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    IMF says:Australian Housing a SURVIVOR on the World Stage

    So the biggest influence on house prices are the interest rates that existing home owners are paying on existing loans? Interest rates on new loans mean very little? Is this what he is saying? So the issue isn't fixed rates, it's negative equity, maybe Mr Brooks should have listed that. Not...
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    IMF says:Australian Housing a SURVIVOR on the World Stage

    But new borrowers can benefit aswell, no matter if it is fixed or not. The issue in the US isn't fixed vs variable, it is the cost and availability of credit. Even existing borrowers can break, refinance, etc. In the US it is more common for long term fixed loans to have no prepayment...
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    IMF says:Australian Housing a SURVIVOR on the World Stage

    Someone on a fixed rate can enter into a new loan at a lower fixed rate if they want to buy more. In the US you can even pay out early and refinance at a lower rate. Why would you need to sell? This isn't a function of fixed vs variable. It may be a function of the price or availability of...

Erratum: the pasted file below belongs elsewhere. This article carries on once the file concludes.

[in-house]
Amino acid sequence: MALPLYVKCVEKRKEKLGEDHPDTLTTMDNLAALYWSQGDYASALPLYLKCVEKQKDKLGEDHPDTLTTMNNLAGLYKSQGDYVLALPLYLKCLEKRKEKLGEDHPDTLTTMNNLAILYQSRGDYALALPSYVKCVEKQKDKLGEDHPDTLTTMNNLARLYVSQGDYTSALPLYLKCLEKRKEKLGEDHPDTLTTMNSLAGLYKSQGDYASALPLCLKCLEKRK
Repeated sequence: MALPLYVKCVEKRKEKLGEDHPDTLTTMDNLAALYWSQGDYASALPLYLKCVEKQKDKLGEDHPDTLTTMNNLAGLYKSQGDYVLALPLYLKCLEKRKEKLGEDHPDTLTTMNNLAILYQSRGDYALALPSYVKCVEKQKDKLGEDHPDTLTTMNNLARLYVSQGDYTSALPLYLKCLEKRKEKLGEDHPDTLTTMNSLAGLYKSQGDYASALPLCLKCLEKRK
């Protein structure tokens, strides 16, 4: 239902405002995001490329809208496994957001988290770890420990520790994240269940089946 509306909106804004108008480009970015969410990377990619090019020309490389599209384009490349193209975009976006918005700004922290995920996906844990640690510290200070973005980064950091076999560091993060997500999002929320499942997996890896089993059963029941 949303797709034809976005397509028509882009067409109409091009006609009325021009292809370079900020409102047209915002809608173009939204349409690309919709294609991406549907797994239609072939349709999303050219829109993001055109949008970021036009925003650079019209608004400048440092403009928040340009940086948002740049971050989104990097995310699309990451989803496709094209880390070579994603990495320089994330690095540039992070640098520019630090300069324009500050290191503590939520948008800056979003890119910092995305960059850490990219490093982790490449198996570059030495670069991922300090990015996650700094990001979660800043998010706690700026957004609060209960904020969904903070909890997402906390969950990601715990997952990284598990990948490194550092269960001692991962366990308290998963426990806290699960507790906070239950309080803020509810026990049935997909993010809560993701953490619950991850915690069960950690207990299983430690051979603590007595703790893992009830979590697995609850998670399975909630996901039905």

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    IMF says:Australian Housing a SURVIVOR on the World Stage

    Yep, I agree that high fixed rates, if you lose income are going to hurt more than being on high variable rates that are falling and you lose income. But I didn't see where the article made that distinction. The claim I responded to is that fixed rates are worse for house prices than variable...
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    IMF says:Australian Housing a SURVIVOR on the World Stage

    We must be having different discussions then. I'm responding to this: This doesn't make sense, homeowners aren't setting prices, sellers and buyers are. Buyers have access to lower interest rates via fixed and variable loans. Both are lower than they were a year ago. The ability of banks...
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    IMF says:Australian Housing a SURVIVOR on the World Stage

    Yep, but the article is suggesting that there are more people on fixed rate loans in the US, and as such they don't pay more for houses when interest rates are cut. This is clearly wrong, otherwise they wouldn't have had a house price boom from 2002-06.
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    IMF says:Australian Housing a SURVIVOR on the World Stage

    Stagnant prices aren't dire, I'll be happy if my house is worth what I paid for it in 30 years. I got a 15% discount off peak prices, it may fall another 25%, not sure. But I don't see it as an investment, its a home to live in, I will only realise a loss if I have to sell it, and with a $50k...
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    IMF says:Australian Housing a SURVIVOR on the World Stage

    Buyers is the key word. Existing homeowners on a fixed rate aren't buyers, so the fact that interest rates are falling, but they can't take advantage is NULL. Buyers using fixed rate mortgages do get a benefit when the central bank cuts rates, because the fixed rate on offer falls. ie. A...